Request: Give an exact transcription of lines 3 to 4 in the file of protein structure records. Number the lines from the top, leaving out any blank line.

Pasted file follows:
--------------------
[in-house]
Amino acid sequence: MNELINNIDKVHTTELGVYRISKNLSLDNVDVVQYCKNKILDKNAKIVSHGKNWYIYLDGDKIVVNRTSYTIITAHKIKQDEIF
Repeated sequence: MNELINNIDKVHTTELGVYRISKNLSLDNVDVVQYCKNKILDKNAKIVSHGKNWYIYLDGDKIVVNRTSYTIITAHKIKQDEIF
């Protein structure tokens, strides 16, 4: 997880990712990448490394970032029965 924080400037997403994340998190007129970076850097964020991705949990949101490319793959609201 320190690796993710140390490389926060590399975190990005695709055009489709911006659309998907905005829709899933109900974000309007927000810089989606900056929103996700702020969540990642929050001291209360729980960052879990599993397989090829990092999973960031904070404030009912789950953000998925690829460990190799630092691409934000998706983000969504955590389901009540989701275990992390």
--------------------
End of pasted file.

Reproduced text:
Repeated sequence: MNELINNIDKVHTTELGVYRISKNLSLDNVDVVQYCKNKILDKNAKIVSHGKNWYIYLDGDKIVVNRTSYTIITAHKIKQDEIF
């Protein structure tokens, strides 16, 4: 997880990712990448490394970032029965 924080400037997403994340998190007129970076850097964020991705949990949101490319793959609201 320190690796993710140390490389926060590399975190990005695709055009489709911006659309998907905005829709899933109900974000309007927000810089989606900056929103996700702020969540990642929050001291209360729980960052879990599993397989090829990092999973960031904070404030009912789950953000998925690829460990190799630092691409934000998706983000969504955590389901009540989701275990992390």